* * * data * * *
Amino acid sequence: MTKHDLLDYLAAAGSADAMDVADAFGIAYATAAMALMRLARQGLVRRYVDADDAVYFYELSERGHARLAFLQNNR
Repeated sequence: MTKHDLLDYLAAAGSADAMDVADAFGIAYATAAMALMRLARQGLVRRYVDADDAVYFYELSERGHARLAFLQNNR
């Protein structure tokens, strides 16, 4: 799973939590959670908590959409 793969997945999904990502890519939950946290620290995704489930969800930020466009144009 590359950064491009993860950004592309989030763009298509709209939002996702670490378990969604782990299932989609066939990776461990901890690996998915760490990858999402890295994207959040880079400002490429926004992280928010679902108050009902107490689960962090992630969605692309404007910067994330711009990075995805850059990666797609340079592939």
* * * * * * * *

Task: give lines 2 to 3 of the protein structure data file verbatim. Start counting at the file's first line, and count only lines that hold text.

Repeated sequence: MTKHDLLDYLAAAGSADAMDVADAFGIAYATAAMALMRLARQGLVRRYVDADDAVYFYELSERGHARLAFLQNNR
């Protein structure tokens, strides 16, 4: 799973939590959670908590959409 793969997945999904990502890519939950946290620290995704489930969800930020466009144009 590359950064491009993860950004592309989030763009298509709209939002996702670490378990969604782990299932989609066939990776461990901890690996998915760490990858999402890295994207959040880079400002490429926004992280928010679902108050009902107490689960962090992630969605692309404007910067994330711009990075995805850059990666797609340079592939």